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## Degrees of Comparison

There are three degrees of comparison - positive degree, comparative degree, and superlative degree. You don't need to know these terms, but you need to know how to use each in a sentence.

• The positive degree is the normal adjective form, the one you probably think of when you think of an adjective.
• You use this form when describing one thing or a group of things.

### For example:

• Jessica's backpack is really heavy!
Heavy is an adjective in the positive degree.
• The comparative degree is used to compare two people, places, or things.
• The word "than" typically follows the comparative form.

### For example:

Heavier as a comparative form - it compares Susan's backpack and Pedro's backpack. The word "than" follows the comparative form heavier.

• Susan's backpack is heavier than Pedro's backpack.
• The superlative degree can be used if you are comparing three or more people, places, or things.
• The word "the" typically comes before the superlative form.

### For example:

Heaviest is the superlative form - it compares the backpacks of all of the students.

• The heaviest backpack belongs to Luke, because he never cleans it out!

You make comparative forms in the following ways:

• by putting more/less before the adjective
• if the adjective is one syllable long: by adding -er to the end
• if the adjective is two syllables long and ends in -y: by changing the -y to -i and adding -er to the end

You make superlative forms in the following ways:

• by putting most/least before the adjective
• if the adjective is one syllable long: by adding -est to the end
• if the adjective is two syllables long and ends in -y: by changing the -y to -i and adding -est to the end

Note: Careful! Only do ONE of these two ways. Phrases like least smartest, more hungrier or most tallest are not grammatically correct!

The handy chart below can help you remember the rules to form comparative and superlative degree of adjective.

 Rule Positive Comparative Form Superlative Form One-syllable adjectives ____ small cool big ____+er smaller cooler bigger ____+est smallest coolest biggest Two-syllables adjectives ending in -y ____ lazy pretty ____change "y" to "i" + er lazier prettier ____change "y" to "i" + est laziest prettiest Adjectives with two or more syllables ____ intelligent charming more/less ____ more intelligent more charming most/least ____ most intelligent most charming Irregular adjectives good bad better worse best worst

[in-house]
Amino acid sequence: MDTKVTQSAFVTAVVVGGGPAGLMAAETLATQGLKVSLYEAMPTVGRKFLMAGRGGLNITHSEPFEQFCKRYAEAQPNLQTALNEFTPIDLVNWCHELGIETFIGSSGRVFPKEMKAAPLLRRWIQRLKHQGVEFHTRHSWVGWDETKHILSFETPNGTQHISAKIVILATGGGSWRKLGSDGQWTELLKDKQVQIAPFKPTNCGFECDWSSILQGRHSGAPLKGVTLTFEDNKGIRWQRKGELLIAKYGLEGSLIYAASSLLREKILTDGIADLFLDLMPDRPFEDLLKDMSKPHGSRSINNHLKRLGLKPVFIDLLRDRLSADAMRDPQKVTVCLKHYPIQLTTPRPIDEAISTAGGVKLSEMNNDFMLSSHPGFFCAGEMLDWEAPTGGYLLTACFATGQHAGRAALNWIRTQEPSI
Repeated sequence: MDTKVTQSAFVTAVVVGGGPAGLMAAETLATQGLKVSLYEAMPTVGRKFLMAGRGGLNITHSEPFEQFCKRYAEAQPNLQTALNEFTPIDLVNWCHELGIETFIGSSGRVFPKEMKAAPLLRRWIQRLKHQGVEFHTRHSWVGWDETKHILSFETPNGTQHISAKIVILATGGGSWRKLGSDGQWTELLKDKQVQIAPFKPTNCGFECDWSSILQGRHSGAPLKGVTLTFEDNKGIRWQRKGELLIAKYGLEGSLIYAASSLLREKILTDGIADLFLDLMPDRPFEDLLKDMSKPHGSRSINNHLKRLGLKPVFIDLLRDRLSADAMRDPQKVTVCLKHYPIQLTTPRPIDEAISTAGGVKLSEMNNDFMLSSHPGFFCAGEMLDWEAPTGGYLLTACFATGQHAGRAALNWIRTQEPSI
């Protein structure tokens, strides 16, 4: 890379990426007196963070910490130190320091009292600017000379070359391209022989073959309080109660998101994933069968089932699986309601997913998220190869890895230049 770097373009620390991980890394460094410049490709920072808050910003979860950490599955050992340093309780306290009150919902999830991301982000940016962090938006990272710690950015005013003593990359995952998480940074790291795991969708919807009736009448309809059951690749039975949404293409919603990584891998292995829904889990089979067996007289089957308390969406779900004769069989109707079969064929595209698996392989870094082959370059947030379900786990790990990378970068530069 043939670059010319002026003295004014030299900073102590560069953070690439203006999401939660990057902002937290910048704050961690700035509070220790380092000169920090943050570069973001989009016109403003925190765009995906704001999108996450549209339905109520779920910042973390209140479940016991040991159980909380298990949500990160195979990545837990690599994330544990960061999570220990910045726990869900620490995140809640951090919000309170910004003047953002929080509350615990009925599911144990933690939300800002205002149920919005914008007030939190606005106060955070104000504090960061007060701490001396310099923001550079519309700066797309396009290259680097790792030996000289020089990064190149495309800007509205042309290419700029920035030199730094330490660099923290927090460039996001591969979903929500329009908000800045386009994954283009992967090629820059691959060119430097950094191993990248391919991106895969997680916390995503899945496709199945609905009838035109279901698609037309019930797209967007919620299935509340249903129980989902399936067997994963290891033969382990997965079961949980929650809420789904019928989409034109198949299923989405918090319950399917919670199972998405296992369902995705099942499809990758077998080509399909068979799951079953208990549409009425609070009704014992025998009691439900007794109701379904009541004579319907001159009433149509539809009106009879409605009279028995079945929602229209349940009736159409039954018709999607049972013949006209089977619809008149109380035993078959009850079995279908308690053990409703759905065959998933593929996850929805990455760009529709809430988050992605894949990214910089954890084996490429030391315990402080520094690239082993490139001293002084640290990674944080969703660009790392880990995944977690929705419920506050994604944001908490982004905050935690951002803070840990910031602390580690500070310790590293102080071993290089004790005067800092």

### For example:

• There aren't many animals at the Smallville Zoo. The Big Town Zoo has more animals, but the Giant Opolis Zoo has the most!
• I don't find math class boring at all - I think history is way more boring. But my friend Lisa thinks math is the most boring class she has.
• Leah is pretty intelligent, but Natasha is more intelligent than her, and Kara is the most intelligent of all!

• The positive degree is the standard adjective we use when describing one thing without making a comparison.
• Comparative form is used when you are comparing two people, places, or things.
• The word than typically follows the comparative form.
• Superlative form can be used if you are comparing three or more people, places, or things.
• The word the typically comes before the superlative form.
• The handy chart below can help you remember the rules to form comparative and superlative degree of adjective.
 Rule Positive Comparative Form Superlative Form One-syllable adjectives ____ small cool big ____+er smaller cooler bigger ____+est smallest coolest biggest Two-syllables adjectives ending in -y ____ lazy pretty ____change "y" to "i" + er lazier prettier ____change "y" to "i" + est laziest prettiest Adjectives with two or more syllables ____ intelligent charming more/less ____ more intelligent more charming most/least ____ most intelligent most charming Irregular adjectives good bad better worse best worst

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